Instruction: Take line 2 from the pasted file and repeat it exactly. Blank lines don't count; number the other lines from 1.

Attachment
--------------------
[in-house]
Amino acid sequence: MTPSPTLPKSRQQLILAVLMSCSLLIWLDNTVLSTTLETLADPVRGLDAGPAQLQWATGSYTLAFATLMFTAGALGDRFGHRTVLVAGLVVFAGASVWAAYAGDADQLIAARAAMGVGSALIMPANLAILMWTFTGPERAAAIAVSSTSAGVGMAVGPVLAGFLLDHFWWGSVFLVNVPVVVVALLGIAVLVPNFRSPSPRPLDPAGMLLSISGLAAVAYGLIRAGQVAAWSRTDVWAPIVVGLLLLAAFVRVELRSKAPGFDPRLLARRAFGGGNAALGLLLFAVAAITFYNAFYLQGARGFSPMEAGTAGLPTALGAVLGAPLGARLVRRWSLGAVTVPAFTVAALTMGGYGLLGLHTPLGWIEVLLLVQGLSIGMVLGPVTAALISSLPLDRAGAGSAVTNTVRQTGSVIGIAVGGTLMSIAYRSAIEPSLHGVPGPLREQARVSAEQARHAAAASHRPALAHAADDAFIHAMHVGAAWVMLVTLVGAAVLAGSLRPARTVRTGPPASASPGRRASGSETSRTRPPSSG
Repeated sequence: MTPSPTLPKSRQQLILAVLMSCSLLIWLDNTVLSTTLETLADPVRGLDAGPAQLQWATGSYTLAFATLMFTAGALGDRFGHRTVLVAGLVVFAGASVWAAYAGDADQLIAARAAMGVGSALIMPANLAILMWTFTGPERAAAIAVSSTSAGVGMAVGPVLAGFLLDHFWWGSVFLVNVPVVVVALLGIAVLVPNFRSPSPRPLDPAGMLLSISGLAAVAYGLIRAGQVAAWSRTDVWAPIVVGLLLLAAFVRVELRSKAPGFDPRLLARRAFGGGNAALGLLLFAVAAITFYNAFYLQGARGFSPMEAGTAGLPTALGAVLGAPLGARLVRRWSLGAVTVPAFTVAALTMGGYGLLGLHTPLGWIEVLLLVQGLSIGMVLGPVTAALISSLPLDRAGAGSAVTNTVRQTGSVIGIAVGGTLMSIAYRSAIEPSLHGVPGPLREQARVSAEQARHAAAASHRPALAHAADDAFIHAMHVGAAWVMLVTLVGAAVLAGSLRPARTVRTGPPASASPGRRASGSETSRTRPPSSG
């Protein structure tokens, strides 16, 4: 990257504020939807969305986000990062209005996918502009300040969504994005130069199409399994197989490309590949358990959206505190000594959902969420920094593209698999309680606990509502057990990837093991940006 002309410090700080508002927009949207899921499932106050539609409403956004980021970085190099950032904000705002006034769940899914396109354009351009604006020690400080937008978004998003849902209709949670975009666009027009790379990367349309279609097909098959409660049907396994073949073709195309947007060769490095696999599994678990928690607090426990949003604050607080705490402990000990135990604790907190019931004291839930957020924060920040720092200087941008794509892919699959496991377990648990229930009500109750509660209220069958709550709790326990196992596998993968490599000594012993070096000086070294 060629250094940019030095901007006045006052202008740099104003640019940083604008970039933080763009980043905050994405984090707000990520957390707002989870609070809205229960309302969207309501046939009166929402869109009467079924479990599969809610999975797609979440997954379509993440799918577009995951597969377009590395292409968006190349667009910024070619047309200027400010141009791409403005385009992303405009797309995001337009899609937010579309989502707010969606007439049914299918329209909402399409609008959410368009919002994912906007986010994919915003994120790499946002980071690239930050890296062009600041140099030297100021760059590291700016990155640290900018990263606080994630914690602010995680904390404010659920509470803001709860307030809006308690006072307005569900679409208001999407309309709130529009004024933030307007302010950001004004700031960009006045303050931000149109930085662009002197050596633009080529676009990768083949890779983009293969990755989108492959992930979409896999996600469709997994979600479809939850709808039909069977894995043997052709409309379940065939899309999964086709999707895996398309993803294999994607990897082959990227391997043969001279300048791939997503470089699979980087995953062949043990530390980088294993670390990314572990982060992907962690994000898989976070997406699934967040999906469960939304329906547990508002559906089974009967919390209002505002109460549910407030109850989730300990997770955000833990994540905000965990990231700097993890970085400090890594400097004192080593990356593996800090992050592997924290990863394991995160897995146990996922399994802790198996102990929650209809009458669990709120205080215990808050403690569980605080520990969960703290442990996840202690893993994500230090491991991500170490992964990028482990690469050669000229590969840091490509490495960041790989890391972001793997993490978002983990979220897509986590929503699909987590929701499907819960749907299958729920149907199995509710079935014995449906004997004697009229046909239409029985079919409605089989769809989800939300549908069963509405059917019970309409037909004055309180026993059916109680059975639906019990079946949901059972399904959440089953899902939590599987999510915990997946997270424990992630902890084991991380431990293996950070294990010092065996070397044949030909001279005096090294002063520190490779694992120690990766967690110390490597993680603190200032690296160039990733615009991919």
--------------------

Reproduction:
Amino acid sequence: MTPSPTLPKSRQQLILAVLMSCSLLIWLDNTVLSTTLETLADPVRGLDAGPAQLQWATGSYTLAFATLMFTAGALGDRFGHRTVLVAGLVVFAGASVWAAYAGDADQLIAARAAMGVGSALIMPANLAILMWTFTGPERAAAIAVSSTSAGVGMAVGPVLAGFLLDHFWWGSVFLVNVPVVVVALLGIAVLVPNFRSPSPRPLDPAGMLLSISGLAAVAYGLIRAGQVAAWSRTDVWAPIVVGLLLLAAFVRVELRSKAPGFDPRLLARRAFGGGNAALGLLLFAVAAITFYNAFYLQGARGFSPMEAGTAGLPTALGAVLGAPLGARLVRRWSLGAVTVPAFTVAALTMGGYGLLGLHTPLGWIEVLLLVQGLSIGMVLGPVTAALISSLPLDRAGAGSAVTNTVRQTGSVIGIAVGGTLMSIAYRSAIEPSLHGVPGPLREQARVSAEQARHAAAASHRPALAHAADDAFIHAMHVGAAWVMLVTLVGAAVLAGSLRPARTVRTGPPASASPGRRASGSETSRTRPPSSG